REVIEW: Book of Death – Volume 1

Writer: Robert Venditti

Artist: Robert Gill, Doug Braithwaite

Colourist: David Baron, Brian Reber

Release Date: 17/01/16

Publisher: Valiant Entertainment


Dramatic layouts

It starts better than it ends

Smart art decisions


Big crossovers have become a staple of a bloated comics industry and, despite how much people complain about them, continue to top the sales charts. Last year’s event, The Valiant, proved that bringing a large cast of characters together can still create a compelling and innovative storyline. Returning this year, Book of Death attempts to reach the same echelons, but ultimately falls disappointly between a deep, personal journey and the blockbuster madness that you might expect. The artistic work on this series is shrewdly split between two artists; they each take a distinct part of the timeline and put their own spin on the narrative that neither could have achieved on their own.

Robert Gill handles the pencils for the present day storyline and has a very suitably clear-cut style that manages to be exciting while also quite grounded. Baron’s colours are bright and colourful that clashes very nicely with the other half of the art. Doug Braithwaite handles the flashes into the dark and ill-fated future that hangs as a cautionary tale. His style is smoother and subsequently has a far more magical feeling to it that, when combined with Reber’s colours, has an ominous mist over the top of it that cements it as something to be afraid of.


The first half of this event miniseries is paced very impressively; the confrontation between Gilad and his old compatriots feels earned and the tension between them is set up very organically. Before anything happens, we as readers are unaware of who to side with and it creates a very believable reason for why they end up at odds with one another. My one criticism with how everything kicks off is Venditti’s depiction of Ninjak. Colin King has been distilled down to his bare essence of a self-confident jackass, but there’s none of the subtlety that makes him the loveably damaged character that we see over in his solo series. Granted he’s definitely in a supporting role, but the few exclamations that we see from him feel slightly over-the-top and out of character.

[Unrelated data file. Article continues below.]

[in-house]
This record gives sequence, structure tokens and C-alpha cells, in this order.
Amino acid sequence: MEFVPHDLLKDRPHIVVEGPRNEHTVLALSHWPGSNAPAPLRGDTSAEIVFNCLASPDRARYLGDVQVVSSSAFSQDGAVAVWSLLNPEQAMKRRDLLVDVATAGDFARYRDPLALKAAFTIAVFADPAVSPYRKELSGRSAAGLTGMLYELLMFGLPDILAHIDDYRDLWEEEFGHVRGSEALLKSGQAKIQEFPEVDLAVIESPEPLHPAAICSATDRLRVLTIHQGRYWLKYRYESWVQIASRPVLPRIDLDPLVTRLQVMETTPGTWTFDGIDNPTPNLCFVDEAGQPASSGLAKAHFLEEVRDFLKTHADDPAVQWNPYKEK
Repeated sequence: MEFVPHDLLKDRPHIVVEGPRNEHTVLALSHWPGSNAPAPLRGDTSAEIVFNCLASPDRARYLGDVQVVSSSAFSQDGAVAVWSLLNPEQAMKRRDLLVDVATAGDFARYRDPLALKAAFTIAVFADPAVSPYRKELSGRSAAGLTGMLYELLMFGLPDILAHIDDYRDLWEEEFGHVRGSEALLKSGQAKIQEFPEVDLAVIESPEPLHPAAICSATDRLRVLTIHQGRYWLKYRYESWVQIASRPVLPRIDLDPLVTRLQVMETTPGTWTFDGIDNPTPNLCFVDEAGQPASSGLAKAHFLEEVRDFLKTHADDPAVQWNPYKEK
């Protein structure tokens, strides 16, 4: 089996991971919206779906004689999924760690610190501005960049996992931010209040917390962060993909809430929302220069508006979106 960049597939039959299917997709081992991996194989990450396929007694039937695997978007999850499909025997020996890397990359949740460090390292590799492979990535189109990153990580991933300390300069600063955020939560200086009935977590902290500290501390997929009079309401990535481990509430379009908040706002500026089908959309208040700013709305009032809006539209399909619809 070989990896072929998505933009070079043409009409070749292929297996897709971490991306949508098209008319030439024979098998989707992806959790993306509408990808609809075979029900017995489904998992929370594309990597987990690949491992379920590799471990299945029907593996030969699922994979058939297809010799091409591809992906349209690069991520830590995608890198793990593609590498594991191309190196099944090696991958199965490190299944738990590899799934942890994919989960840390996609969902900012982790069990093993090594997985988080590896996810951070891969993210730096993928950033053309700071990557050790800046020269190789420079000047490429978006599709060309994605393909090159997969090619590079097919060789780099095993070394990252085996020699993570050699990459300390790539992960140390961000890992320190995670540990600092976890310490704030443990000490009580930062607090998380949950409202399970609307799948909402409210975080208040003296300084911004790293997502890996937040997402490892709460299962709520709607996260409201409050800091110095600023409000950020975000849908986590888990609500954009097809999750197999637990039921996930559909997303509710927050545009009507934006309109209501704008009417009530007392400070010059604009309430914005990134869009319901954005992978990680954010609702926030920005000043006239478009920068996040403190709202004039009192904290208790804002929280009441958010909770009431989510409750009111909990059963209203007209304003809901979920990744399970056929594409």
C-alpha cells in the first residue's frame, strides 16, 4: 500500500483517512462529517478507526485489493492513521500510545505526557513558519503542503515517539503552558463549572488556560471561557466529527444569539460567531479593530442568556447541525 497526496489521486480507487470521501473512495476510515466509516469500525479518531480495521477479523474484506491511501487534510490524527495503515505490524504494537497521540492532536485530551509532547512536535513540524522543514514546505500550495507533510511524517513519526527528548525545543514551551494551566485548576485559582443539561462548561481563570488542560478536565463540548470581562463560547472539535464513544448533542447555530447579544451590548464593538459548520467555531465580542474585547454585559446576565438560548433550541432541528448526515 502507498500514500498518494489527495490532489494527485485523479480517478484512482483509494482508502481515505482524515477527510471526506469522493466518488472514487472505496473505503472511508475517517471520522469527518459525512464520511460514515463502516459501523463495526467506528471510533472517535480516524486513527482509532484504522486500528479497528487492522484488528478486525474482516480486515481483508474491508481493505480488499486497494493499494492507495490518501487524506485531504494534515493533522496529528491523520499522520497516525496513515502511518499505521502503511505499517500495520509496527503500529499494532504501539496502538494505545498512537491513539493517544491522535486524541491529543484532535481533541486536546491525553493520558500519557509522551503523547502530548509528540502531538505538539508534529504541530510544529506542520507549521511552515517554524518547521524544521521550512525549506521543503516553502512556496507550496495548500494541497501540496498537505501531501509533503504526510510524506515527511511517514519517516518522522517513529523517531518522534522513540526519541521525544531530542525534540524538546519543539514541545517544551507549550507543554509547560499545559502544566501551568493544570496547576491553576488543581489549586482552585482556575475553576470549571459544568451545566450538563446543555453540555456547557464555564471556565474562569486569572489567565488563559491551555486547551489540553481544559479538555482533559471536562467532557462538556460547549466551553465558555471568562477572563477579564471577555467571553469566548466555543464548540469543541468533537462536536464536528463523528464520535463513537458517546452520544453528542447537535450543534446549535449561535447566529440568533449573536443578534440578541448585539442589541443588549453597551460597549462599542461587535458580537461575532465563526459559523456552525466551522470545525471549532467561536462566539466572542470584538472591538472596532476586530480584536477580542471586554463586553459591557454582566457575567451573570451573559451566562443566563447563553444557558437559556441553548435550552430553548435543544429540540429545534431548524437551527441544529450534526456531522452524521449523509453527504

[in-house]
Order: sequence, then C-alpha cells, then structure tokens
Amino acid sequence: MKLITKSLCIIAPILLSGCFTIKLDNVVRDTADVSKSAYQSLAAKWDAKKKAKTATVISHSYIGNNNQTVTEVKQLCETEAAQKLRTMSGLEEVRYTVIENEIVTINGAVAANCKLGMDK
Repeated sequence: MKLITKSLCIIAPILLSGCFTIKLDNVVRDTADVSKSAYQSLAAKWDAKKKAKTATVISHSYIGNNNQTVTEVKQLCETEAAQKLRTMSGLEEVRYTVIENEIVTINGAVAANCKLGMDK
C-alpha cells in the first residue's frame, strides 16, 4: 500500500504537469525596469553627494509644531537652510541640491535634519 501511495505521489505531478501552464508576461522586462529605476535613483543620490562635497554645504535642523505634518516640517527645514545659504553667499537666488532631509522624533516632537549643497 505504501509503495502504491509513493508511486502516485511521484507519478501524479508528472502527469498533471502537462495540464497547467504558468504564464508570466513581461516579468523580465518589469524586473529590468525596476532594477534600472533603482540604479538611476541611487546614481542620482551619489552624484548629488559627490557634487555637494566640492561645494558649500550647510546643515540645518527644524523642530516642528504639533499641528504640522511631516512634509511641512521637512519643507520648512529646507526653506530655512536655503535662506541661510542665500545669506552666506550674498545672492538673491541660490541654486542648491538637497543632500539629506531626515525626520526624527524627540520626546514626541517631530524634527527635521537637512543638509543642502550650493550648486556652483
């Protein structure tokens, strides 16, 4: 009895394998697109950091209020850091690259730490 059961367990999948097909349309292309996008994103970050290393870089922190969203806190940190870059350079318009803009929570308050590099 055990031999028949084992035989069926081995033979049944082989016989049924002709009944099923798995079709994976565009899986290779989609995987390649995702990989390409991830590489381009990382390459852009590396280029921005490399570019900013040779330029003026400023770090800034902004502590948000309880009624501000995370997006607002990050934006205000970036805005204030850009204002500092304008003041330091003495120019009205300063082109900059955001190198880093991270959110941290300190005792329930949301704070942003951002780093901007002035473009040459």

The fight between the members of Unity itself is a very impressive use of layouts and page turns that feels very dynamic and suited to the medium. Framing each individual moment in a range of different angles keeps the scene feeling alive and dynamic. There are a few sound effects that have been expertly chosen and make the noise instantly appear in your mind. As a sword hits a point in the ground and you see a little “TINK”, you know what’s going to happen, maintaining the impression that you’re watching something unfold on the screen. However, the fight that unfolds over the course of the near entirety of the third issue feels almost exclusively static and superfluous. It’s framed by ominous narration, but it doesn’t help to sell the amount of time dedicated to an awkwardly placed situation.

A strength of the series from the very beginning is the intimate relationship between the new geomancer, NAME, and her new protector, the everlasting Eternal Warrior. She so very clearly adores and trusts him implicitly, as he encourages her to stand up for herself and confront and embrace the responsibilities that she’s suddenly found herself burdened with. He shows her a level of reverence and respect, while also knowing exactly what buttons to push to prove that, while he believed in her capabilities, she needed to keep going. In one of the final scenes of the miniseries, there’s one gorgeous and yet simple panel that epitomises their entire relationship that absolutely gives you a warm fuzzy feeling.


Despite the strong setup and a real feeling of dread that hangs over everyone’s actions, it doesn’t pay off in any kind of satisfying way. The vast majority of the book is dedicated to showing how everything eventually breaks down, but, ultimately, it’s pre-empted in a way that keeps you from actually seeing anything interesting. NAME and Gilad spend a lot of their time simply on the run, which doesn’t leave a lot of time for them to develop a driving force for their story and leaves them feeling very reactionary. It would have been far more interesting to see the beginnings of the world collapsing to truly get a feeling for how important this confrontation is.

Forecasting how each member of your wider universe is going to meet their end is an absolutely fascinating concept with so much potential. The tie-ins to this series were subsequently phenomenal and showcased how to adeptly destroy confidence that these characters are going to live forever. The art in this miniseries allows the reader to subconsciously identify the transitions into a darker future, but it’s all kept too abstract and refuses to let any of the dark predictions seep into the present day. As a result, you’re left with a miniseries that still has great dynamics and exciting ideas, but ultimately falls flat in execution. This is essentially a story about the Eternal Warrior so, if he interests you, then pick this book up; otherwise, I’d recommend giving it a miss.


1794510_10152296358040871_1273862368_n Written by Mark Dickson

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